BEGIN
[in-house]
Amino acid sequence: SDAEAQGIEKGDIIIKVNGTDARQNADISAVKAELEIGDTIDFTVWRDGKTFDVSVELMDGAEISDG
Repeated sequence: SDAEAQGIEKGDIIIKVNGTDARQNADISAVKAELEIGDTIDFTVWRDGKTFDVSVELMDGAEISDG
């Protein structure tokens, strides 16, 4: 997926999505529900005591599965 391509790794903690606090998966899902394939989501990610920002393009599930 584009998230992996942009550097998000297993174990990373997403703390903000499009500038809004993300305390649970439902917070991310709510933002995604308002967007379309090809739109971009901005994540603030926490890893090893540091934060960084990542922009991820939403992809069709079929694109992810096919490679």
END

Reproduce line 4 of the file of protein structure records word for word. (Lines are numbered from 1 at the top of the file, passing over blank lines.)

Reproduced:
């Protein structure tokens, strides 16, 4: 997926999505529900005591599965 391509790794903690606090998966899902394939989501990610920002393009599930 584009998230992996942009550097998000297993174990990373997403703390903000499009500038809004993300305390649970439902917070991310709510933002995604308002967007379309090809739109971009901005994540603030926490890893090893540091934060960084990542922009991820939403992809069709079929694109992810096919490679």